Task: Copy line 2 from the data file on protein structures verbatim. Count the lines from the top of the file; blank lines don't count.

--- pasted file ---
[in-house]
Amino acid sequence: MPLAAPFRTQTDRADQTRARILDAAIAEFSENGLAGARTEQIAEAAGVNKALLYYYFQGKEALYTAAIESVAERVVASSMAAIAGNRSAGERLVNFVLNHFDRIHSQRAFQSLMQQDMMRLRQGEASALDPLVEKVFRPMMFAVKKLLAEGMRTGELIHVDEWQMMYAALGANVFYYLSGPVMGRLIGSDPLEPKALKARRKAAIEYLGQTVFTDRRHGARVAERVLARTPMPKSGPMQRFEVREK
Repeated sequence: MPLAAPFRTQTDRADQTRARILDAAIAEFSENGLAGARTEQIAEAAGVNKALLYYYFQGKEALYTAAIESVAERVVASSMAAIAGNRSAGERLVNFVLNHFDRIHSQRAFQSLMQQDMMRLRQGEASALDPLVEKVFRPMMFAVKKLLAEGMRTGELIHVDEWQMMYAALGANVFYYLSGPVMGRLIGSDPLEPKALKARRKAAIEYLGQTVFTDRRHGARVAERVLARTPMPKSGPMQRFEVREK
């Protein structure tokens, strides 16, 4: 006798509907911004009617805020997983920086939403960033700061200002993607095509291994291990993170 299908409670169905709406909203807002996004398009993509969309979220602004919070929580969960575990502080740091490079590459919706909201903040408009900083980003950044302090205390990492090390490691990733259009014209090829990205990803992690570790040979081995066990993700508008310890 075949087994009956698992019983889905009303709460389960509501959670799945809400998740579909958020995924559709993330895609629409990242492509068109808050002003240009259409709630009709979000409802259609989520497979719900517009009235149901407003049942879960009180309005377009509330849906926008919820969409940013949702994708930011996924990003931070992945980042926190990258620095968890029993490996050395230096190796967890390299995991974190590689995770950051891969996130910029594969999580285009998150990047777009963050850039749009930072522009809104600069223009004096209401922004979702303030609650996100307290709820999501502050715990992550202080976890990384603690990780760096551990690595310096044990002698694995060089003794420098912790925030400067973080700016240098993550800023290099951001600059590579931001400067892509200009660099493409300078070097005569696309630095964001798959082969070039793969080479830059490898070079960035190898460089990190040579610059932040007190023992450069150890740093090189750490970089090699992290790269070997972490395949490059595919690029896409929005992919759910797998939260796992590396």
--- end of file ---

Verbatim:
Amino acid sequence: MPLAAPFRTQTDRADQTRARILDAAIAEFSENGLAGARTEQIAEAAGVNKALLYYYFQGKEALYTAAIESVAERVVASSMAAIAGNRSAGERLVNFVLNHFDRIHSQRAFQSLMQQDMMRLRQGEASALDPLVEKVFRPMMFAVKKLLAEGMRTGELIHVDEWQMMYAALGANVFYYLSGPVMGRLIGSDPLEPKALKARRKAAIEYLGQTVFTDRRHGARVAERVLARTPMPKSGPMQRFEVREK